Strange bedfellows in West Asia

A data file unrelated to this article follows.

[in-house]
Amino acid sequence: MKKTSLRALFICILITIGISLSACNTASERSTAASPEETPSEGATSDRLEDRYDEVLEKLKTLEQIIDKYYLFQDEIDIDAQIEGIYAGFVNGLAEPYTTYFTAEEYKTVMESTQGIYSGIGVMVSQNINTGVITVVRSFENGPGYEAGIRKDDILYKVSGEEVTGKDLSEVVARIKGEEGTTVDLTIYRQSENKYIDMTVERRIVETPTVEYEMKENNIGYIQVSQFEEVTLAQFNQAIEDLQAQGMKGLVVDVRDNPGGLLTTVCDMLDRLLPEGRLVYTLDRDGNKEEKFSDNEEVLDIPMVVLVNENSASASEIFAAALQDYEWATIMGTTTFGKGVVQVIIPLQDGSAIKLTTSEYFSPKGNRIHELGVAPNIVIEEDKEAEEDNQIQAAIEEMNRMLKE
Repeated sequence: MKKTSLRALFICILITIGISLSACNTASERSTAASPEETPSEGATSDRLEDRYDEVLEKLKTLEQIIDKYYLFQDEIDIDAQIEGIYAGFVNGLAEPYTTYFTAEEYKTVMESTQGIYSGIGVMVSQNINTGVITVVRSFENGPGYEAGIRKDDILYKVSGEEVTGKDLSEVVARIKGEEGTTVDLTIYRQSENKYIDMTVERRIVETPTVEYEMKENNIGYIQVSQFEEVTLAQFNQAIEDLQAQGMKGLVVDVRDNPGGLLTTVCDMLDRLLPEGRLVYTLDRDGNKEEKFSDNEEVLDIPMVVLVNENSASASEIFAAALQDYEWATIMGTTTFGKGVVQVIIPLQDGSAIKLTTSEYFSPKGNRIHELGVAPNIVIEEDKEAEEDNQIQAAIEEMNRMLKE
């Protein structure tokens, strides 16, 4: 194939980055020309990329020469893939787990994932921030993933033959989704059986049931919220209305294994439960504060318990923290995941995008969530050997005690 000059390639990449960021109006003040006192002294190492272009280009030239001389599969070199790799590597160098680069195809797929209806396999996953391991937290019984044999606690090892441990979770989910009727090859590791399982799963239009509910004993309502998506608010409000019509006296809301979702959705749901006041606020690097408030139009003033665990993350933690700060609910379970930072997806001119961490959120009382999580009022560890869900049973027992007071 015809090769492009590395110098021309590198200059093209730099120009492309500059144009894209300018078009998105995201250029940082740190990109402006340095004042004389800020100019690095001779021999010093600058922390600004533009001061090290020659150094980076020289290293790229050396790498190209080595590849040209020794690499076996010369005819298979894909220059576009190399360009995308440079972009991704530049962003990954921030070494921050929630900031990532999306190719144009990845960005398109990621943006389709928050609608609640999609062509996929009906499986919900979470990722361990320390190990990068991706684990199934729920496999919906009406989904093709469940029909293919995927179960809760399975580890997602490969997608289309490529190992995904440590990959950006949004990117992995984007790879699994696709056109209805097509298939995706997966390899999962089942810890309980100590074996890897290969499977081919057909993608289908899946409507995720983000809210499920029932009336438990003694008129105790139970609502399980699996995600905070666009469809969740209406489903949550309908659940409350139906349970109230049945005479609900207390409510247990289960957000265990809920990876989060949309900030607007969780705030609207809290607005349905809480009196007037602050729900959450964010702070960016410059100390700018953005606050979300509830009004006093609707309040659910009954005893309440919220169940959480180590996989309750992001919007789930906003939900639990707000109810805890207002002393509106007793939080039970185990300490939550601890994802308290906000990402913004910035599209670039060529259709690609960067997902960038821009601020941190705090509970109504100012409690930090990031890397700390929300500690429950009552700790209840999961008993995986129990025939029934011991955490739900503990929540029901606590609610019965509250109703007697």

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Tel Aviv believes that improved relations with Riyadh will serve many major strategic goals